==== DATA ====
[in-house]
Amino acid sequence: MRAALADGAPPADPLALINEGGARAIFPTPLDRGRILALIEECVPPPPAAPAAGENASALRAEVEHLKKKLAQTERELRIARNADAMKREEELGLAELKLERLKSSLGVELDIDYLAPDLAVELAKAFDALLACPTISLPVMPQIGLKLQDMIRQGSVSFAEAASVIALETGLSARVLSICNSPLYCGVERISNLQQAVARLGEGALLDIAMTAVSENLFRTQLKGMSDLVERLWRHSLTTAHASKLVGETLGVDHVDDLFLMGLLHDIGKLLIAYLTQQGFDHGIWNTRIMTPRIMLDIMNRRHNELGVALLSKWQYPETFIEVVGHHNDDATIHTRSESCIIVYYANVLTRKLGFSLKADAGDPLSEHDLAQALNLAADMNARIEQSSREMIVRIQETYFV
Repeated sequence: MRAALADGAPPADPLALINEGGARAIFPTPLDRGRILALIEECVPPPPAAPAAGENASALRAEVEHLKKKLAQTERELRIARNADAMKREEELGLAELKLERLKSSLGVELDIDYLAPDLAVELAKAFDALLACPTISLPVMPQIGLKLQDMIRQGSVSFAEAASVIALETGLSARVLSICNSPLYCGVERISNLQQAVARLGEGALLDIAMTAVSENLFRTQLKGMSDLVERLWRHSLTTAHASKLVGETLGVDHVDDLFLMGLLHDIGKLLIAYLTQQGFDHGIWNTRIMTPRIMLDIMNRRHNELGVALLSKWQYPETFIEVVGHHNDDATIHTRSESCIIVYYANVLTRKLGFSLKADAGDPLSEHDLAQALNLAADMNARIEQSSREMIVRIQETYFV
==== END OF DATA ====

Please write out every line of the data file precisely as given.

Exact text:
[in-house]
Amino acid sequence: MRAALADGAPPADPLALINEGGARAIFPTPLDRGRILALIEECVPPPPAAPAAGENASALRAEVEHLKKKLAQTERELRIARNADAMKREEELGLAELKLERLKSSLGVELDIDYLAPDLAVELAKAFDALLACPTISLPVMPQIGLKLQDMIRQGSVSFAEAASVIALETGLSARVLSICNSPLYCGVERISNLQQAVARLGEGALLDIAMTAVSENLFRTQLKGMSDLVERLWRHSLTTAHASKLVGETLGVDHVDDLFLMGLLHDIGKLLIAYLTQQGFDHGIWNTRIMTPRIMLDIMNRRHNELGVALLSKWQYPETFIEVVGHHNDDATIHTRSESCIIVYYANVLTRKLGFSLKADAGDPLSEHDLAQALNLAADMNARIEQSSREMIVRIQETYFV
Repeated sequence: MRAALADGAPPADPLALINEGGARAIFPTPLDRGRILALIEECVPPPPAAPAAGENASALRAEVEHLKKKLAQTERELRIARNADAMKREEELGLAELKLERLKSSLGVELDIDYLAPDLAVELAKAFDALLACPTISLPVMPQIGLKLQDMIRQGSVSFAEAASVIALETGLSARVLSICNSPLYCGVERISNLQQAVARLGEGALLDIAMTAVSENLFRTQLKGMSDLVERLWRHSLTTAHASKLVGETLGVDHVDDLFLMGLLHDIGKLLIAYLTQQGFDHGIWNTRIMTPRIMLDIMNRRHNELGVALLSKWQYPETFIEVVGHHNDDATIHTRSESCIIVYYANVLTRKLGFSLKADAGDPLSEHDLAQALNLAADMNARIEQSSREMIVRIQETYFV